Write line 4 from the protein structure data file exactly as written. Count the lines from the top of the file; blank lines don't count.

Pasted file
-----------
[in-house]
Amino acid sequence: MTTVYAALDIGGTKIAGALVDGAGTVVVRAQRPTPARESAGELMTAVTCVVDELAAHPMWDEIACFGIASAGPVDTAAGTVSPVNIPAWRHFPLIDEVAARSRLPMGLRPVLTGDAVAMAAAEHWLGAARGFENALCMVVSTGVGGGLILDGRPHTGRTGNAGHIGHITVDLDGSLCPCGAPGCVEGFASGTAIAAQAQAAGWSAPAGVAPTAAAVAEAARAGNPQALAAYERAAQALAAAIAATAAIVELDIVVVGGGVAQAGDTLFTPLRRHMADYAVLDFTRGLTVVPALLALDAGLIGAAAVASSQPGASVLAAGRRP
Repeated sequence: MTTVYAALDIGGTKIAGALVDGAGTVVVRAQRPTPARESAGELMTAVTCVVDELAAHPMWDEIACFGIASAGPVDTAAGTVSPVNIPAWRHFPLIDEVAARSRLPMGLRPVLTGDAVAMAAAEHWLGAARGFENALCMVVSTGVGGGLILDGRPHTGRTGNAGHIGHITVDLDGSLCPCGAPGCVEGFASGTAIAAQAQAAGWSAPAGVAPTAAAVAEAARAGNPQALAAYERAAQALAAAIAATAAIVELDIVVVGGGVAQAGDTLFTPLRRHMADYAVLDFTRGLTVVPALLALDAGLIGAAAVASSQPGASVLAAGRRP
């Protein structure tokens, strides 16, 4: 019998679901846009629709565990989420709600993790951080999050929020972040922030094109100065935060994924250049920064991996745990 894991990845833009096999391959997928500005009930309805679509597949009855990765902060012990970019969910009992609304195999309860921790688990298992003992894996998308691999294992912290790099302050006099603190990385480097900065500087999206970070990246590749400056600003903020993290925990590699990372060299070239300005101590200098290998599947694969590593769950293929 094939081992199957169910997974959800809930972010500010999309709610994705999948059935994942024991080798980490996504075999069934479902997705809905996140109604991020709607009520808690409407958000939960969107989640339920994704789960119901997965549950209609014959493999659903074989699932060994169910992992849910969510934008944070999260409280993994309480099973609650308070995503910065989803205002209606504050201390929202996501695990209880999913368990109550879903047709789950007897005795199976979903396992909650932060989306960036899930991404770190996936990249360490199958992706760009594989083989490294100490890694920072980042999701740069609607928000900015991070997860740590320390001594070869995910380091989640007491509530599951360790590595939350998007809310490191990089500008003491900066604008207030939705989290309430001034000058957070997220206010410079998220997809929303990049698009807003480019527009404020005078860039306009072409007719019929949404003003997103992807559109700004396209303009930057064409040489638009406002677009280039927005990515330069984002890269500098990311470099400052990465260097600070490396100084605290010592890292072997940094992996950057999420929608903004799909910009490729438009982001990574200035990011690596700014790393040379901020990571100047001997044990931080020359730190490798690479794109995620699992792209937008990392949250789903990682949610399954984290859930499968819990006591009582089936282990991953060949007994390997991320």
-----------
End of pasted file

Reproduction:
């Protein structure tokens, strides 16, 4: 019998679901846009629709565990989420709600993790951080999050929020972040922030094109100065935060994924250049920064991996745990 894991990845833009096999391959997928500005009930309805679509597949009855990765902060012990970019969910009992609304195999309860921790688990298992003992894996998308691999294992912290790099302050006099603190990385480097900065500087999206970070990246590749400056600003903020993290925990590699990372060299070239300005101590200098290998599947694969590593769950293929 094939081992199957169910997974959800809930972010500010999309709610994705999948059935994942024991080798980490996504075999069934479902997705809905996140109604991020709607009520808690409407958000939960969107989640339920994704789960119901997965549950209609014959493999659903074989699932060994169910992992849910969510934008944070999260409280993994309480099973609650308070995503910065989803205002209606504050201390929202996501695990209880999913368990109550879903047709789950007897005795199976979903396992909650932060989306960036899930991404770190996936990249360490199958992706760009594989083989490294100490890694920072980042999701740069609607928000900015991070997860740590320390001594070869995910380091989640007491509530599951360790590595939350998007809310490191990089500008003491900066604008207030939705989290309430001034000058957070997220206010410079998220997809929303990049698009807003480019527009404020005078860039306009072409007719019929949404003003997103992807559109700004396209303009930057064409040489638009406002677009280039927005990515330069984002890269500098990311470099400052990465260097600070490396100084605290010592890292072997940094992996950057999420929608903004799909910009490729438009982001990574200035990011690596700014790393040379901020990571100047001997044990931080020359730190490798690479794109995620699992792209937008990392949250789903990682949610399954984290859930499968819990006591009582089936282990991953060949007994390997991320």